Concrete is one of the most commonly used building products in the 21st century, with enough cement being manufactured every year to emit nearly three tons to every living human. Our current mixtures are the result of over five thousand years of ongoing experimentation with ever-greater admixtures and aggregate materials. Concrete is perhaps the world’s most commonly used building component. The material has a long history, beginning in early Roman times, but during the 20th century, its use in construction was exposed. The city of Chicago emerged as a major center of concrete production and eventually became the home of the Association of Portland Cement (PCA). In support of the wider industry, the PCA produced several technical and marketing publications. The use of the Parthenon of ancient Greece as the cover image for this publication may seem random, but there’s a story behind it. A full-scale concrete replica of the Parthenon was constructed in Nashville, Tenn., in 1925. The replica still stands as the centerpiece of an urban park and a late addition to the classically inspired City Beautiful.
Concrete for home construction was a popular subject even though most American homes limited the material to foundations, basements, and site improvements. The use of portland cement stucco was a method of giving a wood-frame or masonry house a more monolithic appearance. One small niche of the residential market was the use of textured concrete blocks designed to simulate stone. This material hit its peak of popularity around 1910, and it preceded the larger production of concrete blocks and was marketed as a do-it-yourself material. With a few molds and a concrete mixer, an individual could go into business. Sears Roebuck & Co. was an early marketer of the equipment to make these concrete blocks.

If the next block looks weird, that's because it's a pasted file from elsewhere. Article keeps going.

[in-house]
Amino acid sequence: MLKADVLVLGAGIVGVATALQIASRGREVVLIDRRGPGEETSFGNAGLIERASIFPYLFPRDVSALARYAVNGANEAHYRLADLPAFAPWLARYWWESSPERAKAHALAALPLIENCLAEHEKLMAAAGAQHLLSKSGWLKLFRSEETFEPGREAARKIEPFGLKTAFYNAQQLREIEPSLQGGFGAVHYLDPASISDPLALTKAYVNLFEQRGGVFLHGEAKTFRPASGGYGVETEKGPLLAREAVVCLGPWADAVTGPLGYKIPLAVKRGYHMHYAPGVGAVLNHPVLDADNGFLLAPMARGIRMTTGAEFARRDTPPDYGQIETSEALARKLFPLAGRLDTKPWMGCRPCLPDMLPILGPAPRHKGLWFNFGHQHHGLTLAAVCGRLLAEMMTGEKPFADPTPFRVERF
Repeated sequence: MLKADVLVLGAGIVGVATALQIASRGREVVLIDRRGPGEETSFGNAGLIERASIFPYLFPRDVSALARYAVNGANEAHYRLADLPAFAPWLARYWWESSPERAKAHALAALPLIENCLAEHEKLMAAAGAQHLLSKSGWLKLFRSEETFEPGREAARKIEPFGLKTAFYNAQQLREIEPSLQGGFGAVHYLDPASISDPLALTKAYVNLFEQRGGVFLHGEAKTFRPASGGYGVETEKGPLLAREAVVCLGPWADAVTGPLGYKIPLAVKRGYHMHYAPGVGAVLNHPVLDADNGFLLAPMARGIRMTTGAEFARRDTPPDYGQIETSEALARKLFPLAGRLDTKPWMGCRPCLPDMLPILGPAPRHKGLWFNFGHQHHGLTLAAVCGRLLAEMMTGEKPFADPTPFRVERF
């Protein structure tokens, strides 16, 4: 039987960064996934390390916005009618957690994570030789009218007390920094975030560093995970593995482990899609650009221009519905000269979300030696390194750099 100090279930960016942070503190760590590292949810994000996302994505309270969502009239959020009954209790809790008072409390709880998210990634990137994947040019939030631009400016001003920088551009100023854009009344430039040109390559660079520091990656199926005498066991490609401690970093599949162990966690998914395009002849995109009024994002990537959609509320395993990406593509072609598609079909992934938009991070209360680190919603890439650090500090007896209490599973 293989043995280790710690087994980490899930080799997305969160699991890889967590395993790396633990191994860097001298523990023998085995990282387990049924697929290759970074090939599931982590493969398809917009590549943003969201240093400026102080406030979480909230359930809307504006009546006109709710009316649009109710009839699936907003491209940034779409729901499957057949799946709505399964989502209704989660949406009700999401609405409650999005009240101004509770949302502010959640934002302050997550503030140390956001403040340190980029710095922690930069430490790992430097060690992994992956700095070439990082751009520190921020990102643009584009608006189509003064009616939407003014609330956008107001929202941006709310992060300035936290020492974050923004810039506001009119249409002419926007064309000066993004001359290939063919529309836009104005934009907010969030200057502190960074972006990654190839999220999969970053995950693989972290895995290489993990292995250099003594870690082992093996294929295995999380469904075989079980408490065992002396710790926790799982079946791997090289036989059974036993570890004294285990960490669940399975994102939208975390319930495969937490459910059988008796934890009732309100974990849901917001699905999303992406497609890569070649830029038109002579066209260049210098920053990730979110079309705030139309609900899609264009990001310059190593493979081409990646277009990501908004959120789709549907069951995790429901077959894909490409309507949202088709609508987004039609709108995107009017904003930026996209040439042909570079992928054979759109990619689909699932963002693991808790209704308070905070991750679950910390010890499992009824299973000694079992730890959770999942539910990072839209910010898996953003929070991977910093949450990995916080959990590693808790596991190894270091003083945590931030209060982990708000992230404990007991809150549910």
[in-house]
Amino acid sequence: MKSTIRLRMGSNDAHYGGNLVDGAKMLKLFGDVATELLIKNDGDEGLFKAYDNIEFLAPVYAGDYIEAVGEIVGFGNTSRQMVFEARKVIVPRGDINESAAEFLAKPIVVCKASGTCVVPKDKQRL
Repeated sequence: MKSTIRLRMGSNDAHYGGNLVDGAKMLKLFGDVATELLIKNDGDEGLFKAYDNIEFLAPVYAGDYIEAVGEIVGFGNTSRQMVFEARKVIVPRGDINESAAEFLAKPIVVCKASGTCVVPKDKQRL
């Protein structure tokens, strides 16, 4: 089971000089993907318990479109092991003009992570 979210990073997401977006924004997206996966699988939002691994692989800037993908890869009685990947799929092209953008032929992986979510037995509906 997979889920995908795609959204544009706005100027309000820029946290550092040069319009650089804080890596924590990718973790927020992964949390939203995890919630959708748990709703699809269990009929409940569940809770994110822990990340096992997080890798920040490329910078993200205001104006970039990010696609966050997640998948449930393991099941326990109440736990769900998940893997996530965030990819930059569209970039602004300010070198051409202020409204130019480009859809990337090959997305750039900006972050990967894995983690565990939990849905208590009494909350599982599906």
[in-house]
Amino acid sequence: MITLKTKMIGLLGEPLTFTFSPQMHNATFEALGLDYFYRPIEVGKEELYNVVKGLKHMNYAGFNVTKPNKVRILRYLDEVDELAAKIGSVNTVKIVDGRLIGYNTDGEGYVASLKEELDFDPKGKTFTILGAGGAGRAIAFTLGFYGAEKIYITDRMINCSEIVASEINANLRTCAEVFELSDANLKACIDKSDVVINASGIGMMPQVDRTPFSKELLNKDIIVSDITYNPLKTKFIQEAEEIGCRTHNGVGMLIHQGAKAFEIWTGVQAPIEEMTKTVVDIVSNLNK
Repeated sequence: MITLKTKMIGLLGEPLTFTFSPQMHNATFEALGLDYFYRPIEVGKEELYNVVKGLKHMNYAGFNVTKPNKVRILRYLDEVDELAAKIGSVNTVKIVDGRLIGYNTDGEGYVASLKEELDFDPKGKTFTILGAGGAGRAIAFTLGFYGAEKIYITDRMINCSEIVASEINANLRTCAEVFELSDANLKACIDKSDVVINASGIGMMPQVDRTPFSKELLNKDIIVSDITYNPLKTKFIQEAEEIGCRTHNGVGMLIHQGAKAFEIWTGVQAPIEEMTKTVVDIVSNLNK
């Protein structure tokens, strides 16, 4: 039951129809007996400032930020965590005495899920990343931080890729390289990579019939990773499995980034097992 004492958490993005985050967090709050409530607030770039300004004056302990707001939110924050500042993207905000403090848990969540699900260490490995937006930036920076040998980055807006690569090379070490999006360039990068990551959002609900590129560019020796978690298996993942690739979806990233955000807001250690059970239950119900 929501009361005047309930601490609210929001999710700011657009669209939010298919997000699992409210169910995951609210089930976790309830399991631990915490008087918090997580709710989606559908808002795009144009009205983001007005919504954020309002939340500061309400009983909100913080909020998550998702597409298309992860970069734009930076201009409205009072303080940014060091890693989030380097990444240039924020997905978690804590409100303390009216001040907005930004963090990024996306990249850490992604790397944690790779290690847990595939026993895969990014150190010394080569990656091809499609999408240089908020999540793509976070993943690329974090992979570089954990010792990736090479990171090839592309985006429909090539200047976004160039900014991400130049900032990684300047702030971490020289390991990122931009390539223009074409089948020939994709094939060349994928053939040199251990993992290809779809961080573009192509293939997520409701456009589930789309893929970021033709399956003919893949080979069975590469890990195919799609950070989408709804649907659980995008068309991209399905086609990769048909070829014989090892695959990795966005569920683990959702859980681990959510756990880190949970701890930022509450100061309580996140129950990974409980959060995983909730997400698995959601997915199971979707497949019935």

One of the most important technical innovations in concrete construction was the introduction of steel reinforcement. The structural engineering firm Ransome Engineering Co. was founded by Ernest L. Ransome, a pioneer in the development of reinforced concrete buildings. Ransome started his career in San Francisco and is credited with the design of two small, reinforced-concrete bridges there in 1886, both of which survive today. Marketing materials promoting concrete for residential construction often emphasized its ability to withstand fire compared to that of the typical wood-frame house. There were even a few attempts to build complete concrete-formed houses. Thomas Edison built a number of concrete houses in New Jersey in an expensive and failed experiment in construction economics.
Concrete’s use in architecture also relied on the development of tools, techniques, and equipment—,, particularly for cast-in-place constructions. Concrete is common, a basic part of modern infrastructure, building, and design engineering. With its past in mind, concrete is easily seen as an example of the transformative potential of easy, inexpensive technologies. This is perhaps more true today than in the ancient world; with concrete in such popular use, a small change in output, design, or deployment may produce unexpected returns.
To see just how far concrete has come from its beginning to now click here.